6 Reasons Not to Dry Your Clothes Outside

Drying clothes outside in the fresh air and sunlight seems idyllic. But there are actually several downsides to this traditional practice that you may not have considered. Here are 6 reasons why you may want to rethink hanging your laundry out to dry outdoors.

Longer Drying Times

One of the biggest downsides to drying clothes outside is that it often takes much longer than drying them in a machine. Clothes dried outdoors are at the mercy of the weather and environmental conditions.

On cloudy or humid days, clothes may take hours longer to dry than on a sunny day. And if a rainstorm hits mid-drying, you’ll have to bring everything inside to dry, meaning the whole process starts over. Drying indoors with a machine ensures more consistent and predictable dry times.

Exposure to UV Rays Fades and Damages Fabrics

Exposure to the sun’s UV rays gradually fades and weakens fabric over time. You may start to notice your dark-colored clothes fading after repeat drying sessions outside. And for delicate fabrics like silk, the UV rays can be downright damaging, causing them to become brittle and discolored.

While line-dried clothes may smell sun-fresh, the UV exposure slowly breaks down fibers and shortens the usable lifespan of your garments. Drying indoors prevents UV damage.

Increased Risk of Shrinkage and Warping

The combination of sun exposure and wind can cause cotton and other natural fabrics to shrink or become misshapen when line-dried outdoors.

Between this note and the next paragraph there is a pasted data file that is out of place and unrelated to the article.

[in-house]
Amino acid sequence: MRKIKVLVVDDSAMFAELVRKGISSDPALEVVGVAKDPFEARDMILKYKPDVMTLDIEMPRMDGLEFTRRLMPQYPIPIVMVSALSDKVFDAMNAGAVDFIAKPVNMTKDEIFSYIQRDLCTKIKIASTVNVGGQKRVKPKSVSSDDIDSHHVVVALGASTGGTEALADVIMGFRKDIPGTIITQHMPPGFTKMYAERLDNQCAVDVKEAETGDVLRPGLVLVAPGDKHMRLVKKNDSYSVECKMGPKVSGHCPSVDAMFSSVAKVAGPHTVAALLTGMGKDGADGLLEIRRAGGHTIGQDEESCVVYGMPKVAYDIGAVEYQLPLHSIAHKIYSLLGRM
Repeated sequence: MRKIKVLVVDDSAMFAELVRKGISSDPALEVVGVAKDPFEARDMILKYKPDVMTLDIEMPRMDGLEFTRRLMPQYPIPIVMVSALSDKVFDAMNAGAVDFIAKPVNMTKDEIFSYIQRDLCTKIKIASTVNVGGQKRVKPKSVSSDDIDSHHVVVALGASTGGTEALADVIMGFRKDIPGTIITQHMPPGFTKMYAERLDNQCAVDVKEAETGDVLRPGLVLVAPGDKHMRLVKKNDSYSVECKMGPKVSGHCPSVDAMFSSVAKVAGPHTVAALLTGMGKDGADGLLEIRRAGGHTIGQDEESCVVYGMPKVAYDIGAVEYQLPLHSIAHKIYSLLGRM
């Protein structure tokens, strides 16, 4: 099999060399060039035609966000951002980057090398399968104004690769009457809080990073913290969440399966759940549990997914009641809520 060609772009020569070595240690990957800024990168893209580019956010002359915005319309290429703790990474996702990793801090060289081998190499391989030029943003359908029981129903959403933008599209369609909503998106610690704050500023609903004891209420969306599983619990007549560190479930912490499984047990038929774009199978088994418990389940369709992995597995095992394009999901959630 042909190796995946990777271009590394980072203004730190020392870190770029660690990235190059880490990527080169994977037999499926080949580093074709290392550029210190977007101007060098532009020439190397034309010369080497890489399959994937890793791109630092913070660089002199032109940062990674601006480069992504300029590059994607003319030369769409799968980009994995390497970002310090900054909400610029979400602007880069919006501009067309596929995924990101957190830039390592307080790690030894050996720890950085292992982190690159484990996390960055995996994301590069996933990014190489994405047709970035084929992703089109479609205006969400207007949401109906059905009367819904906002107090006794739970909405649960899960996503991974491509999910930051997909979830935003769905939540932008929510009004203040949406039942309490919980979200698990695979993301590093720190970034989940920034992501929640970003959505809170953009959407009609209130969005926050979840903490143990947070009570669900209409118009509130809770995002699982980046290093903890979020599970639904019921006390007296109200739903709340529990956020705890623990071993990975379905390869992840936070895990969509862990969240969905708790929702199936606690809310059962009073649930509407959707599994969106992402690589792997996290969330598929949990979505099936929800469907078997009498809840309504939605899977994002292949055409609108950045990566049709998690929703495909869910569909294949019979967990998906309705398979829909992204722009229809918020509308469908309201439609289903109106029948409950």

Undergarments and shirts are especially prone to shrinkage when dried outside. And the gusting winds can warp lighter fabrics, resulting in a strange stretched or twisted shape. Drying laundry indoors eliminates this risk.

Lint and Debris Clings to Fabrics

When you dry your clean laundry outside, it’s exposed to all sorts of pollutants and debris that can cling to fabric. Lint and pet hair circling in the air outside can settle on your clothes. And pollen, dust and other particulate matter also ends up on your laundry.

Bringing clothing in from the clothesline means also bringing in outdoor allergens and dirt. A lint filter in the dryer prevents this.

Clothes Can Be Stolen or Damaged

Leaving laundry outside unattended makes it vulnerable to theft or damage. Shirts left outside overnight can be blown away by winds or dampened by dew. And if you live in a populated area, thieves may walk by and steal clothing off the line.

Even clipping clothes tightly to the line is no guarantee items will be secure. Drying indoors is much more secure and protects your investment in your wardrobe.

Increased Bird Dropping Stains and Discoloration

Birds often congregate and perch near homes, including around clotheslines. And you may end up with white- or green-splattered clothes if they leave their droppings on your laundry while it dries. Bird droppings can leave stains that require vigorous scrubbing to remove.

Drying indoors prevents birds from treating your clean clothes like a bathroom stop and guards against staining.

Convenience and Predictability Make Drying Indoors Worth It

While the idyllic image of laundry drying outdoors on the line invokes nostalgia, the convenience and predictability of drying indoors has clear advantages. Modern dryers provide faster, safer drying unaffected by weather. They protect your clothes from UV damage, shrinkage, dirt and theft.

If the aim is efficiently drying fresh, clean and undamaged clothes, then hanging them outside to dry for longer periods simply introduces more variables and risks. Rather than hope the weather cooperates, save time and hassle by drying inside. Your clothes will thank you.